With the NBA season in limbo due to the coronavirus pandemic, the league is planning to increase its credit line in order to increase cash flow while games aren’t played.
According to ESPN’s Adrian Wojnarowski, the NBA is planning to raise its credit line up to $US1.2 billion ($A2 billion); nearly double the previous line of $US650 million.
That plan was discussed with the NBA Board of Governors, who met again for a call categorised as an “update” on the pandemic and the league’s response.
Among the speakers addressing team owners was former Surgeon General Dr. Vivek Murthy, who served during President Barack Obama’s second term and discussed the U.S. response to the virus.
Per Wojnarowski, Murthy “further convinced owners that there could be no [league] resumption before June — if that is even possible”.
Adam Silver and the NBA suspended the season indefinitely last week after Rudy Gobert tested positive for COVID-19.
Including Gobert, there are now seven confirmed cases of the coronavirus among NBA players. Kevin Durant became the biggest name in the league to test positive, with four Brooklyn Nets players in total diagnosed with the virus.
The Nets added all players and members of their travel party are being asked to remain isolated and closely monitor their health.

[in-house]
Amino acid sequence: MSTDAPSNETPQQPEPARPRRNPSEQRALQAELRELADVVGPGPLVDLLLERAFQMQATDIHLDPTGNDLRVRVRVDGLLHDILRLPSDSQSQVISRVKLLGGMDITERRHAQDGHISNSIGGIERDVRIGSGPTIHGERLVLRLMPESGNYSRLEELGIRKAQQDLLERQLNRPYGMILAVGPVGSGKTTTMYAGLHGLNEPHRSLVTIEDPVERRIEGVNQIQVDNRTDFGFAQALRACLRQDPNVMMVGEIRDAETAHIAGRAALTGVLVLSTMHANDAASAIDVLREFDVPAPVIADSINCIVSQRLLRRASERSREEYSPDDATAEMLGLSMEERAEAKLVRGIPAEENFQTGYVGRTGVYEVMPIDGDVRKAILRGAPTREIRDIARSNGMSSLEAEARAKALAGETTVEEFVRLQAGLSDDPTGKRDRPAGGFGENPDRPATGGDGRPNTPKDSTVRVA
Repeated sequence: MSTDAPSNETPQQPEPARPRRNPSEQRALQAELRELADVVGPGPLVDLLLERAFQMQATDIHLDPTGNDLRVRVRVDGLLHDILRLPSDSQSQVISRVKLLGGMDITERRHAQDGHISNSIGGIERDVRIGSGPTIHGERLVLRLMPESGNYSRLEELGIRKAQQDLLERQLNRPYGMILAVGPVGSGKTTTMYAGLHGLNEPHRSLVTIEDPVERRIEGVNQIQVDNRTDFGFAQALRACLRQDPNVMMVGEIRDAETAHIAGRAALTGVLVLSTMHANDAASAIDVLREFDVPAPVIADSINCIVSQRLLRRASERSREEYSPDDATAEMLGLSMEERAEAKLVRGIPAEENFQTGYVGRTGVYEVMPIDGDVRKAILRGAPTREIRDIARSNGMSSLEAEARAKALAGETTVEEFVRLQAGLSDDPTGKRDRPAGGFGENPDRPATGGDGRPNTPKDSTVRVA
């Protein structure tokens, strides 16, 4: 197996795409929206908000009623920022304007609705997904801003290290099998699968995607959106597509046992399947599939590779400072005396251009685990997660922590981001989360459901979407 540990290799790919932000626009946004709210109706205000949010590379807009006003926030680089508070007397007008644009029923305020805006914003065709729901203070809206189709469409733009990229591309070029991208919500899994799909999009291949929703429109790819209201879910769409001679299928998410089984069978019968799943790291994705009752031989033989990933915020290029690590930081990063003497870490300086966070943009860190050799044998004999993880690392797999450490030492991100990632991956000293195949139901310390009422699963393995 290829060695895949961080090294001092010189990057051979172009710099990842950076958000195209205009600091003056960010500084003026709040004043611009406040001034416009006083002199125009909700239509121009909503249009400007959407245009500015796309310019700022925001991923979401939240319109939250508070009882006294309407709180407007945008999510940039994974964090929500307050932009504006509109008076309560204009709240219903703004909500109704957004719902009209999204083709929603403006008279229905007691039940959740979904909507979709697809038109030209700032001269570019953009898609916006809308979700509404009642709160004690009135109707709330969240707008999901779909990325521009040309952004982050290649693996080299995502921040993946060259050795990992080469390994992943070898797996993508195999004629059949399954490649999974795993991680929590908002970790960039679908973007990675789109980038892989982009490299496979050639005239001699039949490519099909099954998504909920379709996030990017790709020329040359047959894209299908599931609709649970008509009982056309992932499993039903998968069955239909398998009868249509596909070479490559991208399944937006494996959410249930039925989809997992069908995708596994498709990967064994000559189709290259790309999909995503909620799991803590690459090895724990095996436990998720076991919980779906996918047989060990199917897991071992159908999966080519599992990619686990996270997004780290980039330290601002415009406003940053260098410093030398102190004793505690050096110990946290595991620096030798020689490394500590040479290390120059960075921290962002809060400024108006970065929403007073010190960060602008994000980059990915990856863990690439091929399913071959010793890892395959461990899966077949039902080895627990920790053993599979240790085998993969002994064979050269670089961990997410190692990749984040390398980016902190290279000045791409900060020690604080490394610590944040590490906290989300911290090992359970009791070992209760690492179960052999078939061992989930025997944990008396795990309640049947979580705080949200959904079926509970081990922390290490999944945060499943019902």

Brooklyn last played on March 10 (March 11 AEDT) in Los Angeles, beating the Lakers.
Durant was in Los Angeles for the Nets’ game against the Lakers, but was not in San Francisco for the game against the Warriors, his former club.
“I saw that news,” Warriors coach Steve Kerr said of the Nets’ positive tests while speaking on a conference call. “I’m hoping none of our players went and hung out with guys the night before our game. I don’t know if that’s the case or not.”
Kerr added that he didn’t need to be convinced that suspending the season was the correct decision.
“I think everything that’s happened since the league shut down was enough proof that we did the right thing, that the NBA did the right thing and that we need to follow the advice of the experts out there and everybody’s got to do their part,” Kerr said.